A close friend of mine is going through yet another miscarriage and I paused to think about how hard it is to say the right things. Even though I've gone through miscarriages I still worry about what to say.
I guess I worry because so many people said exactly the WRONG things to me when I had my miscarriages. You know some of them,
"Your baby would've probably had too many birth defects."
"Don't worry, you'll have another baby."
"It's not the same as a death."
"It's been six months, aren't you going to try to have another baby?"
And sometimes the worst were those that said nothing at all, but ignored me because they didn't know what to say.
It's okay, I know how they felt and I don't harbor ill feelings to anyone. In fact, I've forgotten much of what was said and if it wasn't for my journal and writing my book, Lost Children: Coping with Miscarriage, I probably would've forgotten all of them.
The one blessing we all have is our fading memory. For some, that causes fear and anxiety because you think,
No, I don't want to forget my baby.
You won't forget your baby, but hopefully you'll forget the raw edges of pain cutting into your heart when you lost your baby. Hopefully, you'll remember the bond that was formed the moment you discovered you were pregnant and not the sadness and sorrow associated with loss.
Forgetting the fine details is one way we cope as human beings, otherwise life as a whole would become overwhelming.
Just remember probably the easiest and best thing to say is, "I'm sorry."
But you could also say:
"Is there something I could do to help?"
"Would you like a hug?"
"I'll pray for you."
You don't have to say something to make it all better, because it won't be. The love you share helps heal a hurt.
I mentioned that it's hard to know what to say, but something that can help relieve the stress and discomfort is to know that words won't make it all better. It doesn't matter what you say to a person who has experienced a miscarriage or any kind of grief--it's not going to miraculously change their situation.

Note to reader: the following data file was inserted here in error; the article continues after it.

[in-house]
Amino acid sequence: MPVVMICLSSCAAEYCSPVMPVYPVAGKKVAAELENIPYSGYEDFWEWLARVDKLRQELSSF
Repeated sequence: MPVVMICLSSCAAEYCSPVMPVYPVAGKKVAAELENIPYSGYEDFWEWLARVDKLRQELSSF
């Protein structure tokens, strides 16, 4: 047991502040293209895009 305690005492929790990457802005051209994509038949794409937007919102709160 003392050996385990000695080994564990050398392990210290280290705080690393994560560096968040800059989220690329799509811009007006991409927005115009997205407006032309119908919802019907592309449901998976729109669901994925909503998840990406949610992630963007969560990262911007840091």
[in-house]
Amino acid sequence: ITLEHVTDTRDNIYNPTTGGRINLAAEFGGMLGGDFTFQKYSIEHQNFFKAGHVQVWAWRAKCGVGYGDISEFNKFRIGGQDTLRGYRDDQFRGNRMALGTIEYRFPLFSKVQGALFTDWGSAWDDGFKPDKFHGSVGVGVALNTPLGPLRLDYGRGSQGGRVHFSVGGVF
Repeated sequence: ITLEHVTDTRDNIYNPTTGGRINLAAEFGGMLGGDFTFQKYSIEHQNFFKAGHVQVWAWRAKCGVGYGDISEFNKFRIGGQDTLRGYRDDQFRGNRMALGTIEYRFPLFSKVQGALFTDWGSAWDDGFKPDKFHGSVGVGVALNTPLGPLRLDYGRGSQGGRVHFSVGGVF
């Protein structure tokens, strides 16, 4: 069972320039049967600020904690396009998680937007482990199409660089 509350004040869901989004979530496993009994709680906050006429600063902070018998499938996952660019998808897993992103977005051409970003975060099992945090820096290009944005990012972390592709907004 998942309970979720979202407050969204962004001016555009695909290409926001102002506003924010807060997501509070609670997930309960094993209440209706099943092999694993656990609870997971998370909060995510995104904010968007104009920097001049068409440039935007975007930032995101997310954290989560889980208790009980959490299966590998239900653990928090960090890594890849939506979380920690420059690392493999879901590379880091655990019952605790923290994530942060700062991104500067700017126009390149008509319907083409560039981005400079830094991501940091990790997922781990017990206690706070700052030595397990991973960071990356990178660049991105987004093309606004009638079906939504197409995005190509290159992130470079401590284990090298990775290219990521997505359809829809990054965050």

But in the same vein, words can definitely make it worse. So how do you find a balance?
I think the key is in realizing that you can't fix the problem so don't try to say something to fix it. This usually ends up in statements that diminish the other's loss and causes added pain.
Instead, be sympathetic and if possible, empathic. Sympathy is expressing compassion, concern, or care for another's situation. Empathy is when you offer sympathy from a viewpoint of experience. You've experienced the same situation and so you recall how you felt and offer comfort.
Both sympathy and empathy are needed. But sympathy is not telling someone, "At least you know your baby would've had birth defects and died anyway."
That is a person's attempt to make themselves feel better about the situation--not the person mourning. For some reason, no matter what the situation, humans automatically grasp for a reason to provide justice or explanation to the occurrence. What you must realize is that if you are offering comfort to someone, you can't share with them what comforts YOU. You can't explain to them why something happened, offer philosophical insight into how the world is just, etc. and hope that they will smile and say, "I feel better. I'm not sad anymore."
No. Those are things that cross your mind and help you understand the world you live in, but they don't comfort someone who is grieving.
So next time you're in a situation where you need to offer comfort, make sure that is what you're offering. Not advice, reasons, justification--offer comfort.
And shake off the worry of needing to say something that will make them feel all better and realize that you're not going to make them feel ALL better, but if you're wise and offer heartfelt expressions of sympathy/empathy you might make them feel better for a time--feeling ALL better is something you can't give to another person. It's up to them and it takes time.
I'd like to share a thought I shared with one of my readers:
I understand the feeling of a breaking heart and I wish I had magic thread to stitch it back together for you. The only magic thread I know is time.
Let time be your comforting companion on your journey through grief and trial and let fading memory be a salve to help you overcome your sorrows and put on those "rose-colored glasses" and look back in time and see only the good parts.
You can find more information about coping with miscarriage on my other blog: www.copingwithmiscarriage.blogspot.com and in my book Lost Children: Coping with Miscarriage for Latter-day Saints.